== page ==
A pacemaker is an electronic cardiac device that can perform a number of functions depending upon the individual patient’s needs. A pacemaker is most commonly used to prevent the heart rate from slowing, but can also optimise heart function or, in the case of an implantable defibrillator, deliver an electric shock directly to the heart in patients with dangerous heart rhythms.
Pacemaker implantation is performed in hospital. Patients receive an anaesthetic and typically wires are passed through the main vein under the left collarbone to the heart itself. These wires are then connected to the pacemaker box or generator. The wound is then closed.
Following pacemaker insertion patients stay in hospital overnight and the device is checked the following morning prior to discharge home. Patients also usually receive a home monitor that enables their device to be checked upon remotely for either routine review or if they or their doctor has any concerns about either their device or heart rhythm.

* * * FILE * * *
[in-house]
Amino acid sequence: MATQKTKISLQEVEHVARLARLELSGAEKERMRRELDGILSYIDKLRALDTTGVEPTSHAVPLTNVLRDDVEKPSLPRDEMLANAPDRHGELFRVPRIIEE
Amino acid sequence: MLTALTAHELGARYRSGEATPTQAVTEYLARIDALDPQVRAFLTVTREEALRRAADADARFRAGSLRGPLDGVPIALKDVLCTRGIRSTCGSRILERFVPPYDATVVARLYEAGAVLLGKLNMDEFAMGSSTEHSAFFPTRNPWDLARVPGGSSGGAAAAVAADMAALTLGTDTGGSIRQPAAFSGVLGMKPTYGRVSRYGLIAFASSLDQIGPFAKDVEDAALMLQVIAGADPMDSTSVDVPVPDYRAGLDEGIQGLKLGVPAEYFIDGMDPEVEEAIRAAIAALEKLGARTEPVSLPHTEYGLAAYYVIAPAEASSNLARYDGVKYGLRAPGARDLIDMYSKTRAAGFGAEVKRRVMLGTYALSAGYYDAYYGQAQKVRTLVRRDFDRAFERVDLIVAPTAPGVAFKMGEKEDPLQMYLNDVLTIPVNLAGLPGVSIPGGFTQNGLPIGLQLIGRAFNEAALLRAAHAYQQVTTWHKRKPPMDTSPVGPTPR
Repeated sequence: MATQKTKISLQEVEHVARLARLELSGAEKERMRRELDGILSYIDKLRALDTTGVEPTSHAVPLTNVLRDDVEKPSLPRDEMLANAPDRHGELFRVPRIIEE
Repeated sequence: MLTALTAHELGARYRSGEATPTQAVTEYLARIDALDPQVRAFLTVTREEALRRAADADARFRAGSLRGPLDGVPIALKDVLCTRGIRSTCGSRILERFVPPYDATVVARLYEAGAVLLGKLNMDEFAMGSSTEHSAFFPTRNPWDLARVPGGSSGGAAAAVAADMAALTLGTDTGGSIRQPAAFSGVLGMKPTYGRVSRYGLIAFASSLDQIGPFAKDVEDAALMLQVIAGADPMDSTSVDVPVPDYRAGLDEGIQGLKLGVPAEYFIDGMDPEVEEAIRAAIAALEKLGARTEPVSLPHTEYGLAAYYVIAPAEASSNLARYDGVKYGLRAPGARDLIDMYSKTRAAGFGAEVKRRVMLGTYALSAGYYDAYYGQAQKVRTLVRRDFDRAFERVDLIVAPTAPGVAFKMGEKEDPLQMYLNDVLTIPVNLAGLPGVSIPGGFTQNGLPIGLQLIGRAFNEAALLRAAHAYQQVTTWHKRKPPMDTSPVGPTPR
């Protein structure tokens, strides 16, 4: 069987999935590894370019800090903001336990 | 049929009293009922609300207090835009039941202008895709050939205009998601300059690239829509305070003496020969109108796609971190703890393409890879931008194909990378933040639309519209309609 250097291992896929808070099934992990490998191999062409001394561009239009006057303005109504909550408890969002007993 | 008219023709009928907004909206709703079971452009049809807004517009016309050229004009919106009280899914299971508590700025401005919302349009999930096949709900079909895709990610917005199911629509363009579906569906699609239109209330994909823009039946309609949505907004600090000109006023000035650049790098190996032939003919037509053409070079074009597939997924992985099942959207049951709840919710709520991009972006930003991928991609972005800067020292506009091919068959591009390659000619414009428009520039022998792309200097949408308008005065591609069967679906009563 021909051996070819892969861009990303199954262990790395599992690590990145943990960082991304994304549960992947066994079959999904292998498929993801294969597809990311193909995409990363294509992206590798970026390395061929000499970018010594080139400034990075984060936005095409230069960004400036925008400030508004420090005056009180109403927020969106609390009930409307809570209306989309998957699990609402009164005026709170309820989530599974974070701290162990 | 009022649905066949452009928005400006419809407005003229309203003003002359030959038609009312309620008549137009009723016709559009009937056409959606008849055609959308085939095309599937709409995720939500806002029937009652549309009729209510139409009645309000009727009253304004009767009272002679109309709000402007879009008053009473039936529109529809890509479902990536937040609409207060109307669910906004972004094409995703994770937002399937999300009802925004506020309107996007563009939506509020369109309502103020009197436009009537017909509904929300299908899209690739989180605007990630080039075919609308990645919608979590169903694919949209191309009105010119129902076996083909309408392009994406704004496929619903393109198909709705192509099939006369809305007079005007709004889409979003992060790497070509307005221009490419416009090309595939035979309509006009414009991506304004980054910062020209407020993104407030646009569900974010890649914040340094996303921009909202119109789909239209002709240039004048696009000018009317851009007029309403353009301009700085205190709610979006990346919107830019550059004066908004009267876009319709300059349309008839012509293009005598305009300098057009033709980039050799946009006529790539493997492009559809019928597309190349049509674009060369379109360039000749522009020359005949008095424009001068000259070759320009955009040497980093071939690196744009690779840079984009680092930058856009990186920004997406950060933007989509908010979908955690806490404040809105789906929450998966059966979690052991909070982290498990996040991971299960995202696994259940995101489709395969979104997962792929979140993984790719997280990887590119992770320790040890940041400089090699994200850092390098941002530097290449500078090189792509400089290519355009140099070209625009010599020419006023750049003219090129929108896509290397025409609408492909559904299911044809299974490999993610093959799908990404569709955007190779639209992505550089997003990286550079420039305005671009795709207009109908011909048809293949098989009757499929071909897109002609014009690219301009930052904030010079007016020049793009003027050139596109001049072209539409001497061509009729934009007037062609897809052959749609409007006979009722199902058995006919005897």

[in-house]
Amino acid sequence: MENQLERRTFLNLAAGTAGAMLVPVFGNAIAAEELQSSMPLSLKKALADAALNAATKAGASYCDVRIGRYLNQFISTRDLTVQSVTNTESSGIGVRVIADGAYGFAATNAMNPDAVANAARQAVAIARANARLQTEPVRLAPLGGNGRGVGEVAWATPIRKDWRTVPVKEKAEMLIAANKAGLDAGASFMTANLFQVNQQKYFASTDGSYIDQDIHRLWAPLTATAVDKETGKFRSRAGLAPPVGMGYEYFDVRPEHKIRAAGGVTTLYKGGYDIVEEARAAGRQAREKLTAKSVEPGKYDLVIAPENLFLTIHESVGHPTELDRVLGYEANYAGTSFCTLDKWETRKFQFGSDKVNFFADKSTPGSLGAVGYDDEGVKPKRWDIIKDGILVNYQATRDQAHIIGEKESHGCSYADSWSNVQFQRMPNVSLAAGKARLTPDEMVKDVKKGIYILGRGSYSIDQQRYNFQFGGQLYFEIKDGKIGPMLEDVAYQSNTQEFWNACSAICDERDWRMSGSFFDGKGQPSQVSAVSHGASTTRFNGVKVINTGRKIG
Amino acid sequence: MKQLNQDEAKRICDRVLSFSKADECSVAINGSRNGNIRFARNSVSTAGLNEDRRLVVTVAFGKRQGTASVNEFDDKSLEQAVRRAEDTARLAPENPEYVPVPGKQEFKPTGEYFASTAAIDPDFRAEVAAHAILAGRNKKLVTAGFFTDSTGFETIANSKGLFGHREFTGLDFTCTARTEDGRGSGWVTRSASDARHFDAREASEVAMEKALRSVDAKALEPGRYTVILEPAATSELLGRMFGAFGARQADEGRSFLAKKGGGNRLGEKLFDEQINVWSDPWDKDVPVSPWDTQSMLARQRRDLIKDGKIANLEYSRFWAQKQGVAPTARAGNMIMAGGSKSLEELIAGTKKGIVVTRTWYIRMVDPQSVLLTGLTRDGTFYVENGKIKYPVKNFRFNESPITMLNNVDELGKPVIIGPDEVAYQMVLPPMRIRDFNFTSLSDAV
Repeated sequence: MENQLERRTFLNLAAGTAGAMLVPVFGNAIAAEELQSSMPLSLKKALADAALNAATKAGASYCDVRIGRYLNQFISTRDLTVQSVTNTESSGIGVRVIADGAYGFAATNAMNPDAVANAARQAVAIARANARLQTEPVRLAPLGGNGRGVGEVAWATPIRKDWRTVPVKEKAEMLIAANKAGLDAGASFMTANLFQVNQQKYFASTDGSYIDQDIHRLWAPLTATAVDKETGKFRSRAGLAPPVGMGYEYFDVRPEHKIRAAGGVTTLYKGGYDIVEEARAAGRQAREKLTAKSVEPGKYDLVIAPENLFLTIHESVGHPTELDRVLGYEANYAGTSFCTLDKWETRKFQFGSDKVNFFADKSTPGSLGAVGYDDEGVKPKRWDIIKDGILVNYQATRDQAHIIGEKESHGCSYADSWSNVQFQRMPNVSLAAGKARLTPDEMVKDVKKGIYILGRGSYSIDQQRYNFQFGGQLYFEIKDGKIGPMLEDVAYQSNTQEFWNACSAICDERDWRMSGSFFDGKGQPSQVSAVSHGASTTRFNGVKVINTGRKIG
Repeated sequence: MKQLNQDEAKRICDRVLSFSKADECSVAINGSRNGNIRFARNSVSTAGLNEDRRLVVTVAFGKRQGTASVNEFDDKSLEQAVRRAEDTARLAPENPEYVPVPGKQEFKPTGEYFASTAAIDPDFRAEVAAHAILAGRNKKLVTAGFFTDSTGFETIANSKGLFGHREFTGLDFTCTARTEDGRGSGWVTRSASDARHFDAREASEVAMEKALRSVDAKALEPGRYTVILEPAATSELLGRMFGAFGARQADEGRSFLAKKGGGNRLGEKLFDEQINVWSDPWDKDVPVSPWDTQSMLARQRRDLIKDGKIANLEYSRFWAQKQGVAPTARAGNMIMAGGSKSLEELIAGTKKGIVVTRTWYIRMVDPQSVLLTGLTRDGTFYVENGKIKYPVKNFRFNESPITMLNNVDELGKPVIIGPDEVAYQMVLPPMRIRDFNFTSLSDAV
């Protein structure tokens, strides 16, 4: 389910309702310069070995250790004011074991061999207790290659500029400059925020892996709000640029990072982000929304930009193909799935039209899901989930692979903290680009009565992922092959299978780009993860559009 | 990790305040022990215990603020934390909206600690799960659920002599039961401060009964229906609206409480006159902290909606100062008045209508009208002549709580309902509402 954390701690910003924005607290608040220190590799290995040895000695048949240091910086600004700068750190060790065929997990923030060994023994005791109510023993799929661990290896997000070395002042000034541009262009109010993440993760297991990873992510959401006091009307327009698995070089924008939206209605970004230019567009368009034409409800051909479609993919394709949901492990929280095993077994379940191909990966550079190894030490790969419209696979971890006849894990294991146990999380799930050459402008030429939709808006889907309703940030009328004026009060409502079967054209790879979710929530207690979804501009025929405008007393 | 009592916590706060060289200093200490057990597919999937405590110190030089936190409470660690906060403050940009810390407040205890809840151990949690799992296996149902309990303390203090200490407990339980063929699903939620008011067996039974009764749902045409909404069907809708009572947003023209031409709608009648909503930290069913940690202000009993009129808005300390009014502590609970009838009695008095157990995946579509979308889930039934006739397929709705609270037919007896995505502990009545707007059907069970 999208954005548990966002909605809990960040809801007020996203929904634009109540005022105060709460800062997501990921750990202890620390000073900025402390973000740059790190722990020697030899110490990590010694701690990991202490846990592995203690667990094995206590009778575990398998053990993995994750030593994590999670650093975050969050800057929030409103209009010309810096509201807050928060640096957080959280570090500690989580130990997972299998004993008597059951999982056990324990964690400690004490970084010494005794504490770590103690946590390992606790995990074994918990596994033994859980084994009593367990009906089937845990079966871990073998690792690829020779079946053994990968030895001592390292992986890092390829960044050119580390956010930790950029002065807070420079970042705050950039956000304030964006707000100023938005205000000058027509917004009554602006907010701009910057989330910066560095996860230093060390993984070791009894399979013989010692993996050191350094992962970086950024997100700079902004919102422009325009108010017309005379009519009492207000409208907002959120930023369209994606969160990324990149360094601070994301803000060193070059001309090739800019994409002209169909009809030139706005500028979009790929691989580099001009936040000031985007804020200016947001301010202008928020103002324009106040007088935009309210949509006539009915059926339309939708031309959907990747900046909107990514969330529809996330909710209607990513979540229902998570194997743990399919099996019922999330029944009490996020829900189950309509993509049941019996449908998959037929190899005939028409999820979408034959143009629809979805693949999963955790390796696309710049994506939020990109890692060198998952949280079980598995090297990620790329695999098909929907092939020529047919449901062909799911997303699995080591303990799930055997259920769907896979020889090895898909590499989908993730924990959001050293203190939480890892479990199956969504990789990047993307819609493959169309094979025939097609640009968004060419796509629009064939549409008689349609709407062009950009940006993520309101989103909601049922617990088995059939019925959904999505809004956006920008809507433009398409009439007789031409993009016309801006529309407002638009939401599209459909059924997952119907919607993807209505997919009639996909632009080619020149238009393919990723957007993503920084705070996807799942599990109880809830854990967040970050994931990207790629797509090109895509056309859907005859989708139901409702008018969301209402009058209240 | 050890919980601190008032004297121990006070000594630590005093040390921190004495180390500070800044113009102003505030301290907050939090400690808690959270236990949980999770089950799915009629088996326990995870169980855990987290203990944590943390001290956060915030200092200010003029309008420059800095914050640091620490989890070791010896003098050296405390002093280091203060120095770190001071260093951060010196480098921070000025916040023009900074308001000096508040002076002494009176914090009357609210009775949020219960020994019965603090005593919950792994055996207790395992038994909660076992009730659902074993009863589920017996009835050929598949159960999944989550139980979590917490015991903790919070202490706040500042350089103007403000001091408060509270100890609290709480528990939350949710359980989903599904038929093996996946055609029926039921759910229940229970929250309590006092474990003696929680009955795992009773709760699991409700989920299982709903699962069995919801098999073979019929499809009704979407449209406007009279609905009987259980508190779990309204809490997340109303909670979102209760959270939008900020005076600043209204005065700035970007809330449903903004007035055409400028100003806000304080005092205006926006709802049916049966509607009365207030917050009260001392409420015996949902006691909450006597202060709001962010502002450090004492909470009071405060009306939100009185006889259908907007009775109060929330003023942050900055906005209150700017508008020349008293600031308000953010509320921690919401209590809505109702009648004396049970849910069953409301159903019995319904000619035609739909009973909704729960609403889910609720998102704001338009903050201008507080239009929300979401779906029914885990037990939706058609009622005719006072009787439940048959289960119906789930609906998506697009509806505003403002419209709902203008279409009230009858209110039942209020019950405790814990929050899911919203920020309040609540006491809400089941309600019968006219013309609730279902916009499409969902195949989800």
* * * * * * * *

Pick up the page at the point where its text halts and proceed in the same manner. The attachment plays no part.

After a pacemaker implantation patients are advised to avoid significant movement of their arm and shoulder for a period of two weeks to enable the device and wires to settle in. Patients are also typically asked not to drive for a period of two weeks.